And there’s our least favorite guy, sitting there in his earnest earnestness in the Columbus Museum of Art with his latest cancer porn books. And Batiuk decides to do another damn Crankshaft crossover by bringing Lillian into the strip as Les’s lone customer. She’s got to be, what, 137 years old by now?
And then Batiuk flashes us back in what I presume is today’s “hook” that makes the strip seem somewhat less perfunctory. Les is sitting there with his hands similarly cupped, but instead of his earnest earnestness, he has his standard “oh, how jejune” face, no doubt over how debased he was to be appearing at such a crappy venue as Lillian’s attic-turned-used bookstore.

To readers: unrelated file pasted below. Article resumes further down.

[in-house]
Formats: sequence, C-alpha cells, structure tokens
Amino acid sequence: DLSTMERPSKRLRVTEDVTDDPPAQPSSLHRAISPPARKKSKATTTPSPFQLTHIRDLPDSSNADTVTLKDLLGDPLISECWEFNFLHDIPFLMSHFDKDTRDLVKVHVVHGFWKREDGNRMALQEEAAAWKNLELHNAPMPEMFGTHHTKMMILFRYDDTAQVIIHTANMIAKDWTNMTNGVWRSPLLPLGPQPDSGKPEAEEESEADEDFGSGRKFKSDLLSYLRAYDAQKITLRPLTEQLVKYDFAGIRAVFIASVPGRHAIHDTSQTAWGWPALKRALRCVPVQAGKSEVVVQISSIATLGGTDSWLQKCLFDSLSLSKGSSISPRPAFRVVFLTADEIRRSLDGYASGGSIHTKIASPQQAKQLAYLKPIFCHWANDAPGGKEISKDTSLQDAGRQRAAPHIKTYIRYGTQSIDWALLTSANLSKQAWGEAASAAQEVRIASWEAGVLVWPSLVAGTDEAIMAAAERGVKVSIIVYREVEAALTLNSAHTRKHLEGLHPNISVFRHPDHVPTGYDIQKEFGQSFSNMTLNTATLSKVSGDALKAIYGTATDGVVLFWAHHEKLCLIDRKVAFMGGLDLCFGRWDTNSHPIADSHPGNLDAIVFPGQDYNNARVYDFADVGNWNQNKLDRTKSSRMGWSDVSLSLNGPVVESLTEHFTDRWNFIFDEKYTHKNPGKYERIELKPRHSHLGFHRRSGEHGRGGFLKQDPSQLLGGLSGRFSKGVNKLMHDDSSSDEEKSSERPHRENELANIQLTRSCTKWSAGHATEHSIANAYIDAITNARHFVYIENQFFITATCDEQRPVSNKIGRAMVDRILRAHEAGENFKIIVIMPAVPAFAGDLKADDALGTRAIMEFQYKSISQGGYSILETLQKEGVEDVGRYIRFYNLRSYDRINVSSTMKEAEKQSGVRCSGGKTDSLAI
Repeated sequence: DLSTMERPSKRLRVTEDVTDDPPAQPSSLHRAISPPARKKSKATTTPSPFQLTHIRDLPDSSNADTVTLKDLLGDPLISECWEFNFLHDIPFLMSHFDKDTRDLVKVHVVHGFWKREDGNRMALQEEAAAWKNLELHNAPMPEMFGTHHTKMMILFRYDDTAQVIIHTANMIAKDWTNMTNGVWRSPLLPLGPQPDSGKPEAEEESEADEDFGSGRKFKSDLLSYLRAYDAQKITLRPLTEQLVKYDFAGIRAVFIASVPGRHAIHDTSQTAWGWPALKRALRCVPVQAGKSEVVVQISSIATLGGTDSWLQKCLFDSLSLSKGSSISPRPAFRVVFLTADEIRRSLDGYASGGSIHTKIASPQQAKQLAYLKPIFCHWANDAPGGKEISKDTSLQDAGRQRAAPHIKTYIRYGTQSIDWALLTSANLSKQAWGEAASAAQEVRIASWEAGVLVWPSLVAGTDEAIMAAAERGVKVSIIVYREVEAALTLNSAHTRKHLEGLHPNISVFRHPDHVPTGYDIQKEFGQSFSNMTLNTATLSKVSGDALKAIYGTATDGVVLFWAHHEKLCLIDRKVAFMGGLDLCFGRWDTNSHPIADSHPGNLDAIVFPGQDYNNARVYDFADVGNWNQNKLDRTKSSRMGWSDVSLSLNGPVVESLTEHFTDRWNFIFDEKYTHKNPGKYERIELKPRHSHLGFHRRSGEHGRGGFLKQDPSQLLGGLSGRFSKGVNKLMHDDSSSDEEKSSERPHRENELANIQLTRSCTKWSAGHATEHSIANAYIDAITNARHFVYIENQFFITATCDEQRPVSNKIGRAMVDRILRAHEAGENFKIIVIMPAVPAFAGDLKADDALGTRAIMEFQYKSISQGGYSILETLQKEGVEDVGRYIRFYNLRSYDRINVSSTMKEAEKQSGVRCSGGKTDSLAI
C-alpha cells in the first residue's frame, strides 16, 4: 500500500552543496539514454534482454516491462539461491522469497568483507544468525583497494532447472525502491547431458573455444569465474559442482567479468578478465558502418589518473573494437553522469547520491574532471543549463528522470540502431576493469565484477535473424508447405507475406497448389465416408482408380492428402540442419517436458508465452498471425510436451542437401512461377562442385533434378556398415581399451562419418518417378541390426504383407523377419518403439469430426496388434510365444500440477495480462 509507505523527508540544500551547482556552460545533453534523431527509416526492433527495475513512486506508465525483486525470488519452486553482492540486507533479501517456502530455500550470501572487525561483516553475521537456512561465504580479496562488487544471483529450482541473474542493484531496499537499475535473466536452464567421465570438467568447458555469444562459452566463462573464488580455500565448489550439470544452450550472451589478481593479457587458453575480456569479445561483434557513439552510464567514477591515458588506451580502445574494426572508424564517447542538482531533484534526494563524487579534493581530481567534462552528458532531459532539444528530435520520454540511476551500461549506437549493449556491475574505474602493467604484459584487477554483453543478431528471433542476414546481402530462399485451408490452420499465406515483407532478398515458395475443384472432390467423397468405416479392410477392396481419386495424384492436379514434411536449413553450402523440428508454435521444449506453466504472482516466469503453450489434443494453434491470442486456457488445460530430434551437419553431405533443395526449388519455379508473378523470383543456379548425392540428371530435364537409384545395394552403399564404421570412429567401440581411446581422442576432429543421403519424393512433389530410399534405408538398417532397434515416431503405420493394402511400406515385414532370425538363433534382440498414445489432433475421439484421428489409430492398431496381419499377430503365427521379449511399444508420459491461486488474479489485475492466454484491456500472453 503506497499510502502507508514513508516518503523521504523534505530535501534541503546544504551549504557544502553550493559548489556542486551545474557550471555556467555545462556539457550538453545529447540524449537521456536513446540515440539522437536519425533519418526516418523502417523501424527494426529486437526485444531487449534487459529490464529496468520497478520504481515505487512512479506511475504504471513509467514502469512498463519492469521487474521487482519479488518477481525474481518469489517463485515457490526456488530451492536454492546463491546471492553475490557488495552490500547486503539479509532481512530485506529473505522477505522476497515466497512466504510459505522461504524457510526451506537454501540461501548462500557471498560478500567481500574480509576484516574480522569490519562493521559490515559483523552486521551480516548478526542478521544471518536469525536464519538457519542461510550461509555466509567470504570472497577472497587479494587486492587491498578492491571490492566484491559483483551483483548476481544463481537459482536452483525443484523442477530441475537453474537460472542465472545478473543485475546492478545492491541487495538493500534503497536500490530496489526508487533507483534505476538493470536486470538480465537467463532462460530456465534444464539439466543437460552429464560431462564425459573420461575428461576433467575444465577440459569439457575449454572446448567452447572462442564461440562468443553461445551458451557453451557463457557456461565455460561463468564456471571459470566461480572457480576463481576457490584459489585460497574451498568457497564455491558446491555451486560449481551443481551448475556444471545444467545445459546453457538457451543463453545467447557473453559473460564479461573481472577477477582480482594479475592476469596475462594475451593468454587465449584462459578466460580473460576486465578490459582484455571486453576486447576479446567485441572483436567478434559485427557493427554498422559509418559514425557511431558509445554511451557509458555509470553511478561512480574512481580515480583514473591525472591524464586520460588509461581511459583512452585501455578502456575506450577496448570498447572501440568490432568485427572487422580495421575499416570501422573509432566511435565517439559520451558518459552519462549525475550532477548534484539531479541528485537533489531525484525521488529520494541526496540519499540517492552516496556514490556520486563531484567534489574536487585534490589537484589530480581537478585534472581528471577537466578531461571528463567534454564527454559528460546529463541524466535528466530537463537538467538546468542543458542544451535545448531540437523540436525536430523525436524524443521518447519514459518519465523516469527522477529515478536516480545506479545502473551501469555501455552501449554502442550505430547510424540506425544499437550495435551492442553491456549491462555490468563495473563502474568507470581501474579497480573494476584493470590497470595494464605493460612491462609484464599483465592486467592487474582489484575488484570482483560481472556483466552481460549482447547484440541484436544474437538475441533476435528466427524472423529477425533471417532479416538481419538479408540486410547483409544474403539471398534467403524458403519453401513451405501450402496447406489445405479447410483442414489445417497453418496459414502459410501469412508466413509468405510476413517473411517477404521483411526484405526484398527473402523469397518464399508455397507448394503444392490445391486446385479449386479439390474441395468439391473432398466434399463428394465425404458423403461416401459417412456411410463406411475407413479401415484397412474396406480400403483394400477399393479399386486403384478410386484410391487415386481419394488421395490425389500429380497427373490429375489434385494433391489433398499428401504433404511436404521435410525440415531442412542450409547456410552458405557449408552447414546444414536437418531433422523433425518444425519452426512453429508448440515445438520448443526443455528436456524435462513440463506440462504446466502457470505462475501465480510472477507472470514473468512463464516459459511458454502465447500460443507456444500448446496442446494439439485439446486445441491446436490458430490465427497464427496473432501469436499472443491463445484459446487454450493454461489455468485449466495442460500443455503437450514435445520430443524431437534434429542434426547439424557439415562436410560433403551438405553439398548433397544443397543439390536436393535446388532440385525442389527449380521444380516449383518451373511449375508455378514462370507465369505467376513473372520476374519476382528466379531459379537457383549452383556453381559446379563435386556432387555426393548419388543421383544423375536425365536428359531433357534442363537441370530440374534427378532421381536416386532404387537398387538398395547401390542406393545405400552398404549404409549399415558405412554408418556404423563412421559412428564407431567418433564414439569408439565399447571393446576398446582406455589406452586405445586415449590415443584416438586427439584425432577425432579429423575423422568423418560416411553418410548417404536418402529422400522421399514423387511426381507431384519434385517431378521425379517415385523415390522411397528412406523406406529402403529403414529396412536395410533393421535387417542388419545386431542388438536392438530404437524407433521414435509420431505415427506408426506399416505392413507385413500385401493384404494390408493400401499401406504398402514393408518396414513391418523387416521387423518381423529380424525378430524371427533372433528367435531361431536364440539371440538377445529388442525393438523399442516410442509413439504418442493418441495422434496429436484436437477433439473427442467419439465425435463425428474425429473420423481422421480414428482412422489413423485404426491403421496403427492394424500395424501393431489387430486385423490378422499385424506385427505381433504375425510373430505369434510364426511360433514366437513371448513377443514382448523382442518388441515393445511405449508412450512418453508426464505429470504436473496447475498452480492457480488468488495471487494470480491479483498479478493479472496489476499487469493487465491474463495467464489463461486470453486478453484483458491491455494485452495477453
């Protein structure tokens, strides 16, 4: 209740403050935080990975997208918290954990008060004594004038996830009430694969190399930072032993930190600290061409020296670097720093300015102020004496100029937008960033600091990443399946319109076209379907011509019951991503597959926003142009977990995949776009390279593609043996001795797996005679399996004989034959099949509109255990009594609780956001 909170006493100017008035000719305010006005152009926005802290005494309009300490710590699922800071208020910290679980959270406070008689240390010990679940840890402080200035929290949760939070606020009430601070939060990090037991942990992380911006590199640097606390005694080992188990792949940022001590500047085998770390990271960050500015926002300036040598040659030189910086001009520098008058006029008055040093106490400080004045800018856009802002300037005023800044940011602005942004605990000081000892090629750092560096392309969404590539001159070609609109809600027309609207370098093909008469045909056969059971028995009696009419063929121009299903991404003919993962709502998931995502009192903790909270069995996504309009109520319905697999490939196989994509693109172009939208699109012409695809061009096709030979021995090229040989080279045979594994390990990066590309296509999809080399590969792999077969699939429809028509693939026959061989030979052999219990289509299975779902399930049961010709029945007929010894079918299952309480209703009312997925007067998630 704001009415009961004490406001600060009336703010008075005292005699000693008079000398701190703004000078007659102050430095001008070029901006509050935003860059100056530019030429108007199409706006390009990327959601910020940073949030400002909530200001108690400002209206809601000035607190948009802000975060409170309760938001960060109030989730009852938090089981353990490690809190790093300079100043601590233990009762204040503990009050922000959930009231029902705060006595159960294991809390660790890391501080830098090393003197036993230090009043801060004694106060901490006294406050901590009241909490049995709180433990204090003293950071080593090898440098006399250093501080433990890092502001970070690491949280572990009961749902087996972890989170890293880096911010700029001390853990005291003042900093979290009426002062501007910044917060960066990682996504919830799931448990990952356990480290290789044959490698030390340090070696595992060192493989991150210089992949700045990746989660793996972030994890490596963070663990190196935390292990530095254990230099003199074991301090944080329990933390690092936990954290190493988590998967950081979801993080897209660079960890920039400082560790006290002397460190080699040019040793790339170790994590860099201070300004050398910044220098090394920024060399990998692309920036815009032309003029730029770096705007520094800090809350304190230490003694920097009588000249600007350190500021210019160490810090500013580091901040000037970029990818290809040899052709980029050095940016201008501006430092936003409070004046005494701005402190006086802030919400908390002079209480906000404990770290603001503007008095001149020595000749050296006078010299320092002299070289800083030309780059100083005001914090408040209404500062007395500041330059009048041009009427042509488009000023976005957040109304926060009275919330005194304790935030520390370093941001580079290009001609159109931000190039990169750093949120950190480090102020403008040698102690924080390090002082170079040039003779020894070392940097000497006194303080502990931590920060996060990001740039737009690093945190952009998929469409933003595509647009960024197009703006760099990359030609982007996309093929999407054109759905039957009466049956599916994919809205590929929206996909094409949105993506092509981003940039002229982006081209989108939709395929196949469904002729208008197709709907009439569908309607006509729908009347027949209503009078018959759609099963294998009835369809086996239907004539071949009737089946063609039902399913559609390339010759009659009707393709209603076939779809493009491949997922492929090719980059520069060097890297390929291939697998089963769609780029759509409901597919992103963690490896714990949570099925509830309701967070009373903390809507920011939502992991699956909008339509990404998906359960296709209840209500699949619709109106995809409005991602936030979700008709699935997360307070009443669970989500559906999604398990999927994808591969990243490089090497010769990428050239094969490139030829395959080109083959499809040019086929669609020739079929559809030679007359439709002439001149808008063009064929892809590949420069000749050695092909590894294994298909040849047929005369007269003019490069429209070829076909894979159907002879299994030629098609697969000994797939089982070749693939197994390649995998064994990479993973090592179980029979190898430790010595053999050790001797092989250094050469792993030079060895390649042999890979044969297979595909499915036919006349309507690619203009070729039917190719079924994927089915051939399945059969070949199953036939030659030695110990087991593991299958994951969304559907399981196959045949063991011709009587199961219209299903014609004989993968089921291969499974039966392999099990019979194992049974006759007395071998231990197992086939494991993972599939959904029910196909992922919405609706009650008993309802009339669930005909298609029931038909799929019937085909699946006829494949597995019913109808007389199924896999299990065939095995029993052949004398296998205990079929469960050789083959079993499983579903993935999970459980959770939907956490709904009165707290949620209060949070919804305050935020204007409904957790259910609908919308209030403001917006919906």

But what intrigues me the most about the throwback panel is how Burchett hasn’t bothered at all to change the appearance of flashback Lillian from today’s Lillian. She’s still the same woman, clutching the same book in all three panels, despite the fact that in panel two she’s supposed to be something like 25 years younger than she is in panels 1 and 3. After all, Lisa died 20 years ago in the Funkyverse and Les’s publication of the book about Jessica’s-father,-John-Darling,-who-was-murdered, was before even that. Hell, Lillian was old when she was first introduced in Crankshaft, which by going by the screwy timelines between the strips, was probably supposed to be around 43 years ago. Way to mail it in, Rick Burchett.
Panel 3, with its underhanded insult of Les, is pretty much par for the course.